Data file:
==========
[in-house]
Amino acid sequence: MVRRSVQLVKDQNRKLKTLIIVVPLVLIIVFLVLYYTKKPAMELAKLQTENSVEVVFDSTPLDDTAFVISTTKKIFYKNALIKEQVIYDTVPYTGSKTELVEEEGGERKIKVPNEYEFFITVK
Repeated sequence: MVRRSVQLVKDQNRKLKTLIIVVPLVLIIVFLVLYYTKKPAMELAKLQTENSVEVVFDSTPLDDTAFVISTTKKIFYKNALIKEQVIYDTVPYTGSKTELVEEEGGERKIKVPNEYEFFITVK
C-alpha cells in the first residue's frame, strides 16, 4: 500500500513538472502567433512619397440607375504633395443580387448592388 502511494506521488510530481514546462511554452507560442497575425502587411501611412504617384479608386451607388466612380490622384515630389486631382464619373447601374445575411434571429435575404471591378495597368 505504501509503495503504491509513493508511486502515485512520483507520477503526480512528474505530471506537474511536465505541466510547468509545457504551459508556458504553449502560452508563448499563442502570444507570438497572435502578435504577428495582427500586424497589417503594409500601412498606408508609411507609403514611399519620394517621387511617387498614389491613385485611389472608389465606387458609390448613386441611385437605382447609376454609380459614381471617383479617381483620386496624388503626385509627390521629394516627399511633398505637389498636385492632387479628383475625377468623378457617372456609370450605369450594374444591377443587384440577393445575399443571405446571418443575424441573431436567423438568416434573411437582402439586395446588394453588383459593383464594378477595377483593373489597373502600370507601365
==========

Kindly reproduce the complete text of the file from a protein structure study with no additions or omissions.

[in-house]
Amino acid sequence: MVRRSVQLVKDQNRKLKTLIIVVPLVLIIVFLVLYYTKKPAMELAKLQTENSVEVVFDSTPLDDTAFVISTTKKIFYKNALIKEQVIYDTVPYTGSKTELVEEEGGERKIKVPNEYEFFITVK
Repeated sequence: MVRRSVQLVKDQNRKLKTLIIVVPLVLIIVFLVLYYTKKPAMELAKLQTENSVEVVFDSTPLDDTAFVISTTKKIFYKNALIKEQVIYDTVPYTGSKTELVEEEGGERKIKVPNEYEFFITVK
C-alpha cells in the first residue's frame, strides 16, 4: 500500500513538472502567433512619397440607375504633395443580387448592388 502511494506521488510530481514546462511554452507560442497575425502587411501611412504617384479608386451607388466612380490622384515630389486631382464619373447601374445575411434571429435575404471591378495597368 505504501509503495503504491509513493508511486502515485512520483507520477503526480512528474505530471506537474511536465505541466510547468509545457504551459508556458504553449502560452508563448499563442502570444507570438497572435502578435504577428495582427500586424497589417503594409500601412498606408508609411507609403514611399519620394517621387511617387498614389491613385485611389472608389465606387458609390448613386441611385437605382447609376454609380459614381471617383479617381483620386496624388503626385509627390521629394516627399511633398505637389498636385492632387479628383475625377468623378457617372456609370450605369450594374444591377443587384440577393445575399443571405446571418443575424441573431436567423438568416434573411437582402439586395446588394453588383459593383464594378477595377483593373489597373502600370507601365